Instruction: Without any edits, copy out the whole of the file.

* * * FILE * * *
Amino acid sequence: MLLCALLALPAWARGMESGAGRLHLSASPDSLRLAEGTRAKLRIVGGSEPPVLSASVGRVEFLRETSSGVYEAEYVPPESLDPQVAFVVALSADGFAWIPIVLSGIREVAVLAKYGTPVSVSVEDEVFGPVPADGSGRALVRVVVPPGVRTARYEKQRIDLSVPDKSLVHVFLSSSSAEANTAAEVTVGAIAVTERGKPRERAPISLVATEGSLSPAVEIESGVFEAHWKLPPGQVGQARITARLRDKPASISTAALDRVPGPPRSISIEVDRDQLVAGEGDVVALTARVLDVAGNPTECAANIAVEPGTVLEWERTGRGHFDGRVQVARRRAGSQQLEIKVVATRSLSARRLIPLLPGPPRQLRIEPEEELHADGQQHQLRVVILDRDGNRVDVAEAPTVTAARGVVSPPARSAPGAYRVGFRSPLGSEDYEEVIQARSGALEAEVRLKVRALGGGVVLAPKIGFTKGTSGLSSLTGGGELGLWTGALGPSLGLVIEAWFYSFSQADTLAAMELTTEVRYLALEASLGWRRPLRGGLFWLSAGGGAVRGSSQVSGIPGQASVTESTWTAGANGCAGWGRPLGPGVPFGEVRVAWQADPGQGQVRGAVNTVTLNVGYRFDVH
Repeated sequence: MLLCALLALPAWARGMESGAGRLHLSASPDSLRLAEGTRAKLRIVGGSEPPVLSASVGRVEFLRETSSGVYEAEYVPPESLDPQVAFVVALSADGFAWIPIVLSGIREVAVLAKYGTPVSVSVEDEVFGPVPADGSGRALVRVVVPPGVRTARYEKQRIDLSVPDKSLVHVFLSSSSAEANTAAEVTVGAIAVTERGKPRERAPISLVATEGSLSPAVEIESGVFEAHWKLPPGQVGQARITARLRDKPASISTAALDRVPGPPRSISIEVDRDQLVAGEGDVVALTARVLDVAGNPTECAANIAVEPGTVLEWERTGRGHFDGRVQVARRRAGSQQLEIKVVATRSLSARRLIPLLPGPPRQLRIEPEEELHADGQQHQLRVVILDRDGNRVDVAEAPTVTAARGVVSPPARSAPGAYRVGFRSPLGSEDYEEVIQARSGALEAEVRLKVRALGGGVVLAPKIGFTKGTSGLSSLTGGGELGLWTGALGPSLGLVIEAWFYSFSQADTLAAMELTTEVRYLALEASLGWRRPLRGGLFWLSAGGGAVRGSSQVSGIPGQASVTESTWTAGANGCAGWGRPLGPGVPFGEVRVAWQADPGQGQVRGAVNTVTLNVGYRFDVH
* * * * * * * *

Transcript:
Amino acid sequence: MLLCALLALPAWARGMESGAGRLHLSASPDSLRLAEGTRAKLRIVGGSEPPVLSASVGRVEFLRETSSGVYEAEYVPPESLDPQVAFVVALSADGFAWIPIVLSGIREVAVLAKYGTPVSVSVEDEVFGPVPADGSGRALVRVVVPPGVRTARYEKQRIDLSVPDKSLVHVFLSSSSAEANTAAEVTVGAIAVTERGKPRERAPISLVATEGSLSPAVEIESGVFEAHWKLPPGQVGQARITARLRDKPASISTAALDRVPGPPRSISIEVDRDQLVAGEGDVVALTARVLDVAGNPTECAANIAVEPGTVLEWERTGRGHFDGRVQVARRRAGSQQLEIKVVATRSLSARRLIPLLPGPPRQLRIEPEEELHADGQQHQLRVVILDRDGNRVDVAEAPTVTAARGVVSPPARSAPGAYRVGFRSPLGSEDYEEVIQARSGALEAEVRLKVRALGGGVVLAPKIGFTKGTSGLSSLTGGGELGLWTGALGPSLGLVIEAWFYSFSQADTLAAMELTTEVRYLALEASLGWRRPLRGGLFWLSAGGGAVRGSSQVSGIPGQASVTESTWTAGANGCAGWGRPLGPGVPFGEVRVAWQADPGQGQVRGAVNTVTLNVGYRFDVH
Repeated sequence: MLLCALLALPAWARGMESGAGRLHLSASPDSLRLAEGTRAKLRIVGGSEPPVLSASVGRVEFLRETSSGVYEAEYVPPESLDPQVAFVVALSADGFAWIPIVLSGIREVAVLAKYGTPVSVSVEDEVFGPVPADGSGRALVRVVVPPGVRTARYEKQRIDLSVPDKSLVHVFLSSSSAEANTAAEVTVGAIAVTERGKPRERAPISLVATEGSLSPAVEIESGVFEAHWKLPPGQVGQARITARLRDKPASISTAALDRVPGPPRSISIEVDRDQLVAGEGDVVALTARVLDVAGNPTECAANIAVEPGTVLEWERTGRGHFDGRVQVARRRAGSQQLEIKVVATRSLSARRLIPLLPGPPRQLRIEPEEELHADGQQHQLRVVILDRDGNRVDVAEAPTVTAARGVVSPPARSAPGAYRVGFRSPLGSEDYEEVIQARSGALEAEVRLKVRALGGGVVLAPKIGFTKGTSGLSSLTGGGELGLWTGALGPSLGLVIEAWFYSFSQADTLAAMELTTEVRYLALEASLGWRRPLRGGLFWLSAGGGAVRGSSQVSGIPGQASVTESTWTAGANGCAGWGRPLGPGVPFGEVRVAWQADPGQGQVRGAVNTVTLNVGYRFDVH